Like Miles’s earlier albums, this one mostly focuses on matters of the heart. In the lilting “Johnny Without June,” for example, the protagonist tells a lost lover that without her, “I’m Johnny without June.” (And in case anyone misses the Johnny Cash/June Carter connection, she adds, “I’d give anything to walk the line…to go down in that ring of fire.”) Another number, “Night Owl,” begins with a stanza that suggests a focus just on how the singer likes to stay up late, but this song also winds up being about a relationship, as she confides, “I wish you were a night owl too…You like the sun, I like the moon…so by the time you wake up I’ll be gone.”
Many of the other lyrics are equally melancholic—Miles calls these “hurtin’ songs about two people who can’t make things work”—but the music nevertheless radiates warmth. You get the sense from these performances that the singer has had her share of real-life heartbreak but also that she finds solace in her music. You likely will as well.
The Kinks Chronicle Their Journey
In recent years, the Kinks have issued several massive 50th-anniversary anthologies, such as last year’s Muswell Hillbillies/Everybody’s in Show-biz—Everybody’s a Star, an eight-pound box stuffed with CDs, LPs, books, a Blu-ray, and assorted keepsakes. By contrast, The Journey, Part 1 is a scaled-back affair, with 36 remastered tracks (all but 10 in the original mono) on two CDs in a cardboard sleeve.
Eight of the numbers come from the early 1970s while the rest first appeared in the 1960s. Group prime mover Ray Davies and bandmates Dave Davies and Mick Avory handpicked the selections, which are grouped into four themed sections. The first, for example, includes “songs about becoming a man, the search for adventure, [and] finding an identity and a girl.”
Several of the Kinks’ biggest singles are here, including “You Really Got Me,” “All Day and All of the Night,” and “Tired of Waiting for You,” but if it’s the hits you’re primarily after, you can find more comprehensive anthologies. This set seems more designed for serious fans who will be interested in its relatively obscure material, such as Dave’s “Wait Till the Summer Comes Along” and Ray’s “Dandy,” which is better known internationally via Herman’s Hermits’ hit version.
An accompanying booklet contains comments about each song by the band’s members, most of which aren’t particularly revealing. However, if you thought Ray had a woman in mind when he penned “Tired of Waiting for You,” you’ll be surprised to learn that he wrote the song about “waiting for the 102 bus before I could afford a mini-cab.”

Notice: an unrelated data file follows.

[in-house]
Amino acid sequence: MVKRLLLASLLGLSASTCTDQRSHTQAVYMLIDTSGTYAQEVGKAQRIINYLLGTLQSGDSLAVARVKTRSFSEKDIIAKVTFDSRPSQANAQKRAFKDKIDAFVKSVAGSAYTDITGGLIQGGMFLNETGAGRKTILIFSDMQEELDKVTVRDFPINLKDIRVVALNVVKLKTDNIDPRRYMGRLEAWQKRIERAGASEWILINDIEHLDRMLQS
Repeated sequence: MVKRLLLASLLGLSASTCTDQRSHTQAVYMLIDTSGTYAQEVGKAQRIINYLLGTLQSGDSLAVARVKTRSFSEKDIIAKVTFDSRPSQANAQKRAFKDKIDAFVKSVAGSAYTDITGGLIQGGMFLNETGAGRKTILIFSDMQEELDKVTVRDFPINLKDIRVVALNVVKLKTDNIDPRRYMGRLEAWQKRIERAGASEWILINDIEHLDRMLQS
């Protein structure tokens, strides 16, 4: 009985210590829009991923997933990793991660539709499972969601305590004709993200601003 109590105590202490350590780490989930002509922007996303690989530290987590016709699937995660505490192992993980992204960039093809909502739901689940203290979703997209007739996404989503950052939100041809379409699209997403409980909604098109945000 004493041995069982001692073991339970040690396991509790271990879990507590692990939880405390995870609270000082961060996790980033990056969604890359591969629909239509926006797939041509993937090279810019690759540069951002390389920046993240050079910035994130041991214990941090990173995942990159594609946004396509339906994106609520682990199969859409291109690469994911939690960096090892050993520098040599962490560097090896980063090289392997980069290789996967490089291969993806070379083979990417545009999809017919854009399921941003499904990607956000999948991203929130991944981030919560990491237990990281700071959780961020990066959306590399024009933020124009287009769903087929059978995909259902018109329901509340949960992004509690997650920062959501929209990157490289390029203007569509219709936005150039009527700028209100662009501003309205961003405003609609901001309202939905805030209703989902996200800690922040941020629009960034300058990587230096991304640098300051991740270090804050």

The Black Watch, Future Strangers. Talk about perseverance! This is the 21st album from John Andrew Fredrick’s the Black Watch, an alt-rock outfit that has been making records for more than 35 years. The group hasn’t exactly become a household name—it titled a 2019 best-of set 31 Years of Obscurity—but you’ll struggle to figure out why when listening to its music. Future Strangers is particularly terrific. Jam-packed with scintillating guitar work, ear-candy hooks, and hypnotic beats, it recalls such outfits as Echo and the Bunnymen, Modern English, and Psychedelic Furs.
Lisa Said, Missed Connections. Rock singer/songwriter Lisa Said (pronounced Say’eed), who has released several previous LPs and EPs under her own name and with a band called Piramid [sic] Scheme, delivers some of her best work on the digital-only Missed Connections. Said—who grew up in Memphis, Tennessee, with Egyptian parents and moved to Lisbon, Portugal, in 2020—features intimate vocals and introspective lyrics that seem like diary entries. The instrumentation, which features everything from accordion to pedal steel, melds Eastern and South American influences with American rock, folk, and country. A good reference point for this too-brief (21-minute) set might be such Velvet Underground songs as “Candy Says” (which Said has covered) and “After Hours.”